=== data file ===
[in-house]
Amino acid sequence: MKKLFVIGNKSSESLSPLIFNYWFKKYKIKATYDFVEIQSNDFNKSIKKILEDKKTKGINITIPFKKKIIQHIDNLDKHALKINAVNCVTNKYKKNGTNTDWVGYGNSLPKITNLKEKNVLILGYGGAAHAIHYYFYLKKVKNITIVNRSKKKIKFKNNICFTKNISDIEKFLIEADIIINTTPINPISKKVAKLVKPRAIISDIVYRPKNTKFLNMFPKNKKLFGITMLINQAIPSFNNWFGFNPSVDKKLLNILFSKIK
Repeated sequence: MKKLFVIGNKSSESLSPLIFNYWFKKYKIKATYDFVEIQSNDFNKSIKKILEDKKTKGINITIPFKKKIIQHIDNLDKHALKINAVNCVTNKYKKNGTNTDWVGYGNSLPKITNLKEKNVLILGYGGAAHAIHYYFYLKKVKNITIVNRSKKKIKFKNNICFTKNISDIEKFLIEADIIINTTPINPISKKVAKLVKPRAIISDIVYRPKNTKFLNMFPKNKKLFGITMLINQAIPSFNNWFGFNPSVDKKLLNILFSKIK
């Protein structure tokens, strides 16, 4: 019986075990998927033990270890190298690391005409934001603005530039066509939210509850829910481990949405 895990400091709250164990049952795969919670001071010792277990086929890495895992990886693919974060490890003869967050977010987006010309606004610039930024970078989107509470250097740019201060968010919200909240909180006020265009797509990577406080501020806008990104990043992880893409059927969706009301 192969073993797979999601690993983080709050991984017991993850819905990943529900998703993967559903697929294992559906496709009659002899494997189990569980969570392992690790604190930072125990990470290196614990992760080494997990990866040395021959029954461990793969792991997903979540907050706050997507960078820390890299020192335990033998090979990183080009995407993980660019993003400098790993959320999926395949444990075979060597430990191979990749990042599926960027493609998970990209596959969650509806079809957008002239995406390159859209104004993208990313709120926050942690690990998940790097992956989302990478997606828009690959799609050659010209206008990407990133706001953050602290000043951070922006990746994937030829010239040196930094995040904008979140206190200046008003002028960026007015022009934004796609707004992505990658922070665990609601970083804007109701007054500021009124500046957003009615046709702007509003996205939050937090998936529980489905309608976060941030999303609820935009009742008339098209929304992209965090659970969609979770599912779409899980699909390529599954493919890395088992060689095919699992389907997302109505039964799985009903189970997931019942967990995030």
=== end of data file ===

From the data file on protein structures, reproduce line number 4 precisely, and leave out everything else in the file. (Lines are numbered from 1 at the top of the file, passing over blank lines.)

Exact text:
């Protein structure tokens, strides 16, 4: 019986075990998927033990270890190298690391005409934001603005530039066509939210509850829910481990949405 895990400091709250164990049952795969919670001071010792277990086929890495895992990886693919974060490890003869967050977010987006010309606004610039930024970078989107509470250097740019201060968010919200909240909180006020265009797509990577406080501020806008990104990043992880893409059927969706009301 192969073993797979999601690993983080709050991984017991993850819905990943529900998703993967559903697929294992559906496709009659002899494997189990569980969570392992690790604190930072125990990470290196614990992760080494997990990866040395021959029954461990793969792991997903979540907050706050997507960078820390890299020192335990033998090979990183080009995407993980660019993003400098790993959320999926395949444990075979060597430990191979990749990042599926960027493609998970990209596959969650509806079809957008002239995406390159859209104004993208990313709120926050942690690990998940790097992956989302990478997606828009690959799609050659010209206008990407990133706001953050602290000043951070922006990746994937030829010239040196930094995040904008979140206190200046008003002028960026007015022009934004796609707004992505990658922070665990609601970083804007109701007054500021009124500046957003009615046709702007509003996205939050937090998936529980489905309608976060941030999303609820935009009742008339098209929304992209965090659970969609979770599912779409899980699909390529599954493919890395088992060689095919699992389907997302109505039964799985009903189970997931019942967990995030």